EU nationals will NOT be subject to international criminal record checks under a generous post-Brexit immigration scheme unveiled by the Home Secretary.
Sajid Javid announced almost four million EU citizens can claim settled status in Britain simply by answering basic questions online. Decisions will be made quickly, with the presumption that all applications will be approved.
Under the scheme, any EU national who comes to Britain before the end of December 2020 will have the right to settled status, as long as they pay a £65 (£32.50 for children) application fee.
They can then bring in parents, grandparents, siblings, boyfriends or girlfriends under the new rules, denoting a much better deal…
EU citizens will have to answer three “simple” questions online if they want to continue living in the UK after Brexit, the home secretary has said.
Sajid Javid said the government’s “default” position would be to grant, not refuse, settled status.
People will be asked to prove their ID, Their answers will be checked against government databases and a decision given “very quickly”, said Mr Javid.
The scheme will operate online and via a smartphone app, Mr Javid said, and would be “as simple as people can reasonably expect”, with most decisions turned around within two weeks or sooner.
Who needs to apply for settled status?
The £170m scheme will be compulsory for all EU citizens living in the UK – the government expects a total of 3.5 million applications.
EU citizens and family members who have been in the UK for five years by the end of 2020 will be able to apply for “settled status”, meaning they are free to go on living and working in the UK indefinitely.
Those who have arrived by December 31, 2020, but do not have five years’ residence, can seek to stay until they have, at which point they can seek settled status.
The scheme also includes citizens of Switzerland, Iceland, Liechtenstein and Norway.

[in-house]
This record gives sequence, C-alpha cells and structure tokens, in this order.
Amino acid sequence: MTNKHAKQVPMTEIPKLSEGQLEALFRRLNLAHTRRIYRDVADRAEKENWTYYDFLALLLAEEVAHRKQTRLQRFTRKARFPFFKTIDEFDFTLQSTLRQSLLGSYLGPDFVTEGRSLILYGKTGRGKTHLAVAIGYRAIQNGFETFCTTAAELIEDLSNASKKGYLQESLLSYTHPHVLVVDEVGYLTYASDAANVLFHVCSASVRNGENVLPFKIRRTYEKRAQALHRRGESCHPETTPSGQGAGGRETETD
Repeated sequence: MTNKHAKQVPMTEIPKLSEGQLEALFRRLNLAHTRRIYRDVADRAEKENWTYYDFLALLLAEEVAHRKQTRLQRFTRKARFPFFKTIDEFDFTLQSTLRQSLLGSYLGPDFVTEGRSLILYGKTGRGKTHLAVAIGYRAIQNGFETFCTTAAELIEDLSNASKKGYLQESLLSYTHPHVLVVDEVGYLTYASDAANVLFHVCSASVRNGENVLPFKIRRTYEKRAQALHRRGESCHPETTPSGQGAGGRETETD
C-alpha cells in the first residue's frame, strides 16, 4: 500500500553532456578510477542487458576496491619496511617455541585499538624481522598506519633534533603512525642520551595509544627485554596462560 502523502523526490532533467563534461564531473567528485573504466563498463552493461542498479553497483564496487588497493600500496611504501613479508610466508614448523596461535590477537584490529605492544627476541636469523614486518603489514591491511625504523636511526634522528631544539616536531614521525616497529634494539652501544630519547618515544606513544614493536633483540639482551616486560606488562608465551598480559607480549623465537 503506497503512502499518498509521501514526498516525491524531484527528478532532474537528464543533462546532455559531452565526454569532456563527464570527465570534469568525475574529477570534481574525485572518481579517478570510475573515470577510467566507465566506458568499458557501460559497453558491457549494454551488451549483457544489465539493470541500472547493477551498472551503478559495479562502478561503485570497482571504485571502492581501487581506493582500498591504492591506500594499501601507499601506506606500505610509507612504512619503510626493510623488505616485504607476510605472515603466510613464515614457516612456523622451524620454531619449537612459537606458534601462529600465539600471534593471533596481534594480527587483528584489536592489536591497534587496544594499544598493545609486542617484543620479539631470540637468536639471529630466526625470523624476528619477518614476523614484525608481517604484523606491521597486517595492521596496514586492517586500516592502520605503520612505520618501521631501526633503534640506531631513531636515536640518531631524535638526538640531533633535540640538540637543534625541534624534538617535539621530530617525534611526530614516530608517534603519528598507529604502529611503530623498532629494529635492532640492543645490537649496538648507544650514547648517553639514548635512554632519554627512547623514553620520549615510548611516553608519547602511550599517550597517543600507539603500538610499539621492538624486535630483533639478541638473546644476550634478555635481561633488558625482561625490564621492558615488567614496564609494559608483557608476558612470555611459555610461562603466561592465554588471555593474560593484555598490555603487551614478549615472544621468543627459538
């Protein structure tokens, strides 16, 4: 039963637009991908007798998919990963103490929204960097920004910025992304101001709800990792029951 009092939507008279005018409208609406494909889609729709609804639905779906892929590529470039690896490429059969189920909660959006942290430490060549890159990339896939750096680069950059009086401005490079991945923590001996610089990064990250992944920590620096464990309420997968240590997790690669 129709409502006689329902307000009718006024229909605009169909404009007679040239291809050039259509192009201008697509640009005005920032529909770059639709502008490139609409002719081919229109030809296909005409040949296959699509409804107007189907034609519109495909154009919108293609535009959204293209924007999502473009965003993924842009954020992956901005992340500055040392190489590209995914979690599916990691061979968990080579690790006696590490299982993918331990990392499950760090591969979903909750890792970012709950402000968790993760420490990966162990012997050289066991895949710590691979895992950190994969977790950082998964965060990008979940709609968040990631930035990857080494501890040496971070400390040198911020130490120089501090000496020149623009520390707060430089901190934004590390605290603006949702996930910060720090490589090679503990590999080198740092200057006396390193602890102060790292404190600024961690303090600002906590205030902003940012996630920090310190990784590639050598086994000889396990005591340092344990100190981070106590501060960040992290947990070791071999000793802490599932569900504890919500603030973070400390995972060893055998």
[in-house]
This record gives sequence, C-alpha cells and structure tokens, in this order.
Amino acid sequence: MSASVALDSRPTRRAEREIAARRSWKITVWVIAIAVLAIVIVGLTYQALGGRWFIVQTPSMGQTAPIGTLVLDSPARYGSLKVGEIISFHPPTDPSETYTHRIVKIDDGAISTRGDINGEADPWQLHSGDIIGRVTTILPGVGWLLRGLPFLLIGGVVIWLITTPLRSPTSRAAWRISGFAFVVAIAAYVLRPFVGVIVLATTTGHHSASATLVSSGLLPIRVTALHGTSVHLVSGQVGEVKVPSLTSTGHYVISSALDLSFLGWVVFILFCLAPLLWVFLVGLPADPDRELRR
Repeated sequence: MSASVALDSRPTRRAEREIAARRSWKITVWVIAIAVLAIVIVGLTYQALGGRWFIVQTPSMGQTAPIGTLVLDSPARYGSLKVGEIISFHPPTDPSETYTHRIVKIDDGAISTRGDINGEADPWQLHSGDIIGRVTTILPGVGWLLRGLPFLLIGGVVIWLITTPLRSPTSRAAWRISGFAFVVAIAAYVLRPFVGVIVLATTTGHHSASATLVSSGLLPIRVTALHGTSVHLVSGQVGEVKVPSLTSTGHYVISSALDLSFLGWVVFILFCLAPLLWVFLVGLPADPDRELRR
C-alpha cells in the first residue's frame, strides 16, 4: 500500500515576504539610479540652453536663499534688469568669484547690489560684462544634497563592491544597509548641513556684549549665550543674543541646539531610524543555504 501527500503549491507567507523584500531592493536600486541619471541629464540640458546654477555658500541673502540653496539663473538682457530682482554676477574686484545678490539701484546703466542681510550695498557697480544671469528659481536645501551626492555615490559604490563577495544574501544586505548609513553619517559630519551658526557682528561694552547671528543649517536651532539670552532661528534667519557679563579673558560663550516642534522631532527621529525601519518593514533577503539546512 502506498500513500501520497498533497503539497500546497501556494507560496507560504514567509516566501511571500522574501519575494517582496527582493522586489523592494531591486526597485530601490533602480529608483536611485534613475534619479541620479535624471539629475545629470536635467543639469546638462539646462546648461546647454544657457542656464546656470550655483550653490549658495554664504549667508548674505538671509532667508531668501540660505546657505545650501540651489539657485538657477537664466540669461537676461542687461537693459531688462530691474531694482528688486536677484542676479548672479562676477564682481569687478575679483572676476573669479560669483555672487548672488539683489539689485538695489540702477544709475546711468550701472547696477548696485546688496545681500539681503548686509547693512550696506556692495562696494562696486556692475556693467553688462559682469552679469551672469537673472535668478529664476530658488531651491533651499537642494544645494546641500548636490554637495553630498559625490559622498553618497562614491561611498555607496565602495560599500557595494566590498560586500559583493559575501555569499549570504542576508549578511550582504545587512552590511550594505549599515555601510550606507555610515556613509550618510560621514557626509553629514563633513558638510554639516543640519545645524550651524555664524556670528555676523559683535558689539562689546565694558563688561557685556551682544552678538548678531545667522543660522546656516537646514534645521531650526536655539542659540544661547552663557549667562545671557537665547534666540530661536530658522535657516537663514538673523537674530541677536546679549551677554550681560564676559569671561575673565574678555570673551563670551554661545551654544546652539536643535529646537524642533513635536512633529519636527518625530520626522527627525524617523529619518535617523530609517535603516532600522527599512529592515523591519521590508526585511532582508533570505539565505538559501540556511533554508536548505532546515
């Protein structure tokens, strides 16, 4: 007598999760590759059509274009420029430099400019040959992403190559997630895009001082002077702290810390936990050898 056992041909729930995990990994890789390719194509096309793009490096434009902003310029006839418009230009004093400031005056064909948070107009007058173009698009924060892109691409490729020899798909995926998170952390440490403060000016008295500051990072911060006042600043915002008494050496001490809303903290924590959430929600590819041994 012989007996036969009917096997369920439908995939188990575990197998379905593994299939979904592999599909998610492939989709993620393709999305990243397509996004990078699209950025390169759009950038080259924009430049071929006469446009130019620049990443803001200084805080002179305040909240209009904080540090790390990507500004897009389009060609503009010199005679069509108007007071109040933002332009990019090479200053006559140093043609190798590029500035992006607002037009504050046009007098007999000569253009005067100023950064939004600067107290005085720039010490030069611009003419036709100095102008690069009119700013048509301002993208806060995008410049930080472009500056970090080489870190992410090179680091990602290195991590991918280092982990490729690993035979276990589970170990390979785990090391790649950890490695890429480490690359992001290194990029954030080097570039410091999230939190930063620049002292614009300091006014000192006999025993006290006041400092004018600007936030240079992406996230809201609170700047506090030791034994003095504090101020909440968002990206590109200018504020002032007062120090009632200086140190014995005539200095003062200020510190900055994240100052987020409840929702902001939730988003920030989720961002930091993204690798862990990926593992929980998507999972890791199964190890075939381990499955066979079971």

How much will it cost?
Applications will cost £65 for adults and £32.50 for children and be free for EU nationals who already have residency or indefinite leave to remain.
Applicants will be asked to provide their biographical information, declare whether they have any criminal records, and upload a facial photograph.
The process requires verification of the applicant’s identity and nationality using a passport, ID card or other valid document, which can be done using a smartphone app or through secure post.
When will the scheme start?
The government hopes to start trials within a few weeks, with people allowed to start registering in the autumn.
Mr Javid told the Lords EU Justice sub-committee he wanted it to be fully operational by the “start of next year”, adding that he wanted to avoid a “surge” of applicants when the UK leaves the EU in March.
The scheme would run for at least two years after Brexit day, probably to around June 2021, said the home secretary.
Other details of how it will work
- Applicants without smartphones or computers will be able to fill in their application online at libraries and special contact centres
- Those without access to computers, or who are unable to use them, will be given assistance and may be visited at home by immigration officials
- Help with translation will also be offered
- People from the Republic of Ireland will not need to apply for settled status but can do so if they wish to
- Those with pre-settled status will be able to obtain settled status without additional charge
- What the Home Office is embarking on is a hugely complex project within a tight timescale.When challenged about the potential for it go wrong, officials point to the Passport Office as an example of a service successfully processing millions of cases every year.
But unlike the biometric passport system, the EU registration scheme is being built from scratch.